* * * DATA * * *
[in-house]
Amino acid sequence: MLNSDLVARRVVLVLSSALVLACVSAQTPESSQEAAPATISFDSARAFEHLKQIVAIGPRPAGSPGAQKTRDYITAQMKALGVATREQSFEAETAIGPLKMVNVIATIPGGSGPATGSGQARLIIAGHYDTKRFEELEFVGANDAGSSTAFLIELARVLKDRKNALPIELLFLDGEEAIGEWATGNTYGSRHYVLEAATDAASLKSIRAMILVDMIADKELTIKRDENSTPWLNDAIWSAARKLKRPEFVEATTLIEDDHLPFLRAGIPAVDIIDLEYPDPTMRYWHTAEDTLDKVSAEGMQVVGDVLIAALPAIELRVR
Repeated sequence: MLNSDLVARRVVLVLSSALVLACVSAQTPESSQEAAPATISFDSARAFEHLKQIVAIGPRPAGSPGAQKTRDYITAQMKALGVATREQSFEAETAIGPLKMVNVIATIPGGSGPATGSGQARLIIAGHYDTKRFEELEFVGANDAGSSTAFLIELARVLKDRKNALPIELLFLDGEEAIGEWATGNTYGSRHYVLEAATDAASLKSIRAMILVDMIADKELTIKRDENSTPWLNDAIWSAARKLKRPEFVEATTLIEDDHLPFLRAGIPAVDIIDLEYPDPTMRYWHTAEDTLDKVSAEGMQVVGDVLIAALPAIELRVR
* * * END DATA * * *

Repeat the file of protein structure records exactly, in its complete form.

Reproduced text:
[in-house]
Amino acid sequence: MLNSDLVARRVVLVLSSALVLACVSAQTPESSQEAAPATISFDSARAFEHLKQIVAIGPRPAGSPGAQKTRDYITAQMKALGVATREQSFEAETAIGPLKMVNVIATIPGGSGPATGSGQARLIIAGHYDTKRFEELEFVGANDAGSSTAFLIELARVLKDRKNALPIELLFLDGEEAIGEWATGNTYGSRHYVLEAATDAASLKSIRAMILVDMIADKELTIKRDENSTPWLNDAIWSAARKLKRPEFVEATTLIEDDHLPFLRAGIPAVDIIDLEYPDPTMRYWHTAEDTLDKVSAEGMQVVGDVLIAALPAIELRVR
Repeated sequence: MLNSDLVARRVVLVLSSALVLACVSAQTPESSQEAAPATISFDSARAFEHLKQIVAIGPRPAGSPGAQKTRDYITAQMKALGVATREQSFEAETAIGPLKMVNVIATIPGGSGPATGSGQARLIIAGHYDTKRFEELEFVGANDAGSSTAFLIELARVLKDRKNALPIELLFLDGEEAIGEWATGNTYGSRHYVLEAATDAASLKSIRAMILVDMIADKELTIKRDENSTPWLNDAIWSAARKLKRPEFVEATTLIEDDHLPFLRAGIPAVDIIDLEYPDPTMRYWHTAEDTLDKVSAEGMQVVGDVLIAALPAIELRVR